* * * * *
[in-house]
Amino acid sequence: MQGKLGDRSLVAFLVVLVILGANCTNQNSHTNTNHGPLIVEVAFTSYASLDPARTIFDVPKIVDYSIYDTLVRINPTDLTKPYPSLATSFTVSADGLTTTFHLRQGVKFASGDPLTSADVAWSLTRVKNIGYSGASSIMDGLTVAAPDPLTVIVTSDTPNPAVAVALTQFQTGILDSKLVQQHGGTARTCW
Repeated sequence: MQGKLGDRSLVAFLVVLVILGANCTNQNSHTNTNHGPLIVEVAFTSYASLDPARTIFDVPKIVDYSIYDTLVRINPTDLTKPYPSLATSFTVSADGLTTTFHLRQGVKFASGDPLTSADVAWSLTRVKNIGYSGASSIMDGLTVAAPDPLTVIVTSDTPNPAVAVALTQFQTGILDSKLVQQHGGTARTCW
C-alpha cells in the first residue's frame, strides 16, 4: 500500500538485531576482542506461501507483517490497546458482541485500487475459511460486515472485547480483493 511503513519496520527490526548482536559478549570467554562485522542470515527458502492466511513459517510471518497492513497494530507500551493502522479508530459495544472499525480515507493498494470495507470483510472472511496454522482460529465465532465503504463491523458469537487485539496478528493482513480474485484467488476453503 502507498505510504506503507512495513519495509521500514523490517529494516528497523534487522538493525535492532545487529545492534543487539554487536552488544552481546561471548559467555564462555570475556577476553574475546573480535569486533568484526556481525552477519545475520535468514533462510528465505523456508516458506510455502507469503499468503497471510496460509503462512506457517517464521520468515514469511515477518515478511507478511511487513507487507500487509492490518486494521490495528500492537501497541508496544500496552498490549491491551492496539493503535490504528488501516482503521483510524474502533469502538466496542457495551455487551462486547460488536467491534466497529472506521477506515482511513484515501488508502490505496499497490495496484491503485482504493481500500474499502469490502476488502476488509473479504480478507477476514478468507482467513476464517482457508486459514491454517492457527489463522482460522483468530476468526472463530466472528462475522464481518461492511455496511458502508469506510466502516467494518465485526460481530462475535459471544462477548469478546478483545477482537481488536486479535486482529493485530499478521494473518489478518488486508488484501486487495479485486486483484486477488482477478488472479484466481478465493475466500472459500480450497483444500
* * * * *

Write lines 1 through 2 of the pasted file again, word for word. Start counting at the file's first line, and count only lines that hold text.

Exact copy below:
[in-house]
Amino acid sequence: MQGKLGDRSLVAFLVVLVILGANCTNQNSHTNTNHGPLIVEVAFTSYASLDPARTIFDVPKIVDYSIYDTLVRINPTDLTKPYPSLATSFTVSADGLTTTFHLRQGVKFASGDPLTSADVAWSLTRVKNIGYSGASSIMDGLTVAAPDPLTVIVTSDTPNPAVAVALTQFQTGILDSKLVQQHGGTARTCW